Chicago teens are urging the mayor and police superintendent to do something to reduce violence, particularly gun violence, in their city. Many share their particular experiences, and, according to the article, are entering a college writing program with an emphasis in reducing violence.
From the article:
For the last two years, the Columbia College’s Columbia Links writing program, intended for high-school students, has seen more and more teen applicants come in wanting to explore the topic of violence in their neighborhoods.
“They’re asked on the application what issue facing Chicago teens they’d like to focus on. Overwhelmingly, it was violence,” Executive Director Brenda Butler said.
They’d be diverted — to topics like teen joblessness and attributes of rap music.
But this bloody summer, with murders up 27 percent, most of the teens insisted.
“It has become so much a part of their lives it can’t be ignored. So we said, ‘Go ahead.’ The result was poignant, revealing, candid and uncensored,” says Butler.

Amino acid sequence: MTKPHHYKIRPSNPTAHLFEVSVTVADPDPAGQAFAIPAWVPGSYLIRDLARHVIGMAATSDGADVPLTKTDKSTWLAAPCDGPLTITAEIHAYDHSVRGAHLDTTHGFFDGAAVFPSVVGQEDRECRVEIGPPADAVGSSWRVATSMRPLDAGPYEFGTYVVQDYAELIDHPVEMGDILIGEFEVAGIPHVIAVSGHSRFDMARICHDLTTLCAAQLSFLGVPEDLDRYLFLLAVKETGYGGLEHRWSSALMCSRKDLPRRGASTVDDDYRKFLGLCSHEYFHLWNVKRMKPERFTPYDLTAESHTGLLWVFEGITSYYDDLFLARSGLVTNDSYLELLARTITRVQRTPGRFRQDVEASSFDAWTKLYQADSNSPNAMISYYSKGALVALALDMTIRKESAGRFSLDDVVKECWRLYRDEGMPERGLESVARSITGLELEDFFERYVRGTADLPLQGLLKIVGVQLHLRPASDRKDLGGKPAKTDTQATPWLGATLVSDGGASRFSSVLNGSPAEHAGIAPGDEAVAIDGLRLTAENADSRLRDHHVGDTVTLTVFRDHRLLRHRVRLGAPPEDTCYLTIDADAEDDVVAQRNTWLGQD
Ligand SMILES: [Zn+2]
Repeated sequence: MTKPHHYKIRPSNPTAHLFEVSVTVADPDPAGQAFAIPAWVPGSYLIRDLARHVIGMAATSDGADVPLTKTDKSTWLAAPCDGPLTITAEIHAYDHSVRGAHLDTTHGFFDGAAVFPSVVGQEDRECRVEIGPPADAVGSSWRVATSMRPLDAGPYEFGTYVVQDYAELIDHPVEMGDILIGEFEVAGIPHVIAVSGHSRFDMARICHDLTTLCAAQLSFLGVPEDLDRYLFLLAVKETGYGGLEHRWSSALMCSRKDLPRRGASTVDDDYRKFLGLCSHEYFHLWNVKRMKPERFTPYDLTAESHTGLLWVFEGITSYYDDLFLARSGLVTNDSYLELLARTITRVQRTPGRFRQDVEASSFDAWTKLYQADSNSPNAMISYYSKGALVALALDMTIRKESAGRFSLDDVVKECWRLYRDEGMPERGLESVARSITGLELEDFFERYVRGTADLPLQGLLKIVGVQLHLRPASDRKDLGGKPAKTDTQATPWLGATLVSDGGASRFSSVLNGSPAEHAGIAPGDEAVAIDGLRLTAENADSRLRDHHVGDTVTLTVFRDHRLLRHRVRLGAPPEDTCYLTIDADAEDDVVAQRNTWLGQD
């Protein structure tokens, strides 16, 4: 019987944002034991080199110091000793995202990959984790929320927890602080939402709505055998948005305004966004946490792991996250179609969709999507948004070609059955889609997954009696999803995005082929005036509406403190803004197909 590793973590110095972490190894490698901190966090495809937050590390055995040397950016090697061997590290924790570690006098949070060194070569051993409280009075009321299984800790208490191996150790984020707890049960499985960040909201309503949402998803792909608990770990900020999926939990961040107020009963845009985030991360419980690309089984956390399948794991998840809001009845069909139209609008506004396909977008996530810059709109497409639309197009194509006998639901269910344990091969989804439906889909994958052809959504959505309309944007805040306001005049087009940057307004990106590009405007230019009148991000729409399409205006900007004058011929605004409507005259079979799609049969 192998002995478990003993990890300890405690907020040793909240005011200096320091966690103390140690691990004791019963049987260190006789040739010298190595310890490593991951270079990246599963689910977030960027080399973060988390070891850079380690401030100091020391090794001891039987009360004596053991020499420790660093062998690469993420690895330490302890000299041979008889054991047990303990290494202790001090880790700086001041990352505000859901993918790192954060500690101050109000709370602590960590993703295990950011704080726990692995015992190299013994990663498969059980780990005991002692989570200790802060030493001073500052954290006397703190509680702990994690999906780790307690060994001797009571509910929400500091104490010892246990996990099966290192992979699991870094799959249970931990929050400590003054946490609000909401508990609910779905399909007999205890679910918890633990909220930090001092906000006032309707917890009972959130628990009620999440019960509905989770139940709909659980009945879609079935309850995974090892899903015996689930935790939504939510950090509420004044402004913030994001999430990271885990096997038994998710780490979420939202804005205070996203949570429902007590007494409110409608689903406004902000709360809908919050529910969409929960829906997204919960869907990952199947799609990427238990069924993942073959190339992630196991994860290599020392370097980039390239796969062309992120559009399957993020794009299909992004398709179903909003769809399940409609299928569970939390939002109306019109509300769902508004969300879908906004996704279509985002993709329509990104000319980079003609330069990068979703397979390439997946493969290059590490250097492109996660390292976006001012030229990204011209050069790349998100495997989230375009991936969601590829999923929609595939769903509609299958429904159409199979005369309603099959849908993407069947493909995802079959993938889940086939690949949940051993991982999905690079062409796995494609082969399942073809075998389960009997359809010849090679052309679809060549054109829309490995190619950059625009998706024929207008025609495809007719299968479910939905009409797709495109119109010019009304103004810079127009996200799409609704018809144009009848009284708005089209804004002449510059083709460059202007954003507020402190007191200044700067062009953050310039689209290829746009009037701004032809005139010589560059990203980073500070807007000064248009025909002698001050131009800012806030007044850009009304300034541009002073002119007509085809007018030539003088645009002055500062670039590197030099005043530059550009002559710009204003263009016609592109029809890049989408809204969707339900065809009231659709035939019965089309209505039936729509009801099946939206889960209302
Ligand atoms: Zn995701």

“Don’t Shoot. I Want to Grow Up,” is a compilation of letters and essays addressed to Mayor Rahm Emanuel and Police Supt. Garry McCarthy that the students hope to give them as their summer program heads toward a closing ceremony Thursday.
A mayoral spokesman said a meeting with McCarthy is being arranged for the teens.
“I want to tell them how I now hate going on social networks because it might be someone me or my friends know, killed in gun violence,” said Diamond Trusty, 16, of Humboldt Park, a junior at Prosser Career Academy where Dantril Brown attended.
“You log on to Twitter, and it’s always, ‘R.I.P. trending.’ Someone else gone.”
One student, Raymond Roundtree, 17, of Bronzeville, a sophomore at Options Laboratory High School, writes he and his friends now call Chicago “Chi-raq.”
For young black males, it may as well be war-torn Iraq. “I have been jumped, been pushed to fight, and have been robbed. ...I became immune to violence,” he writes.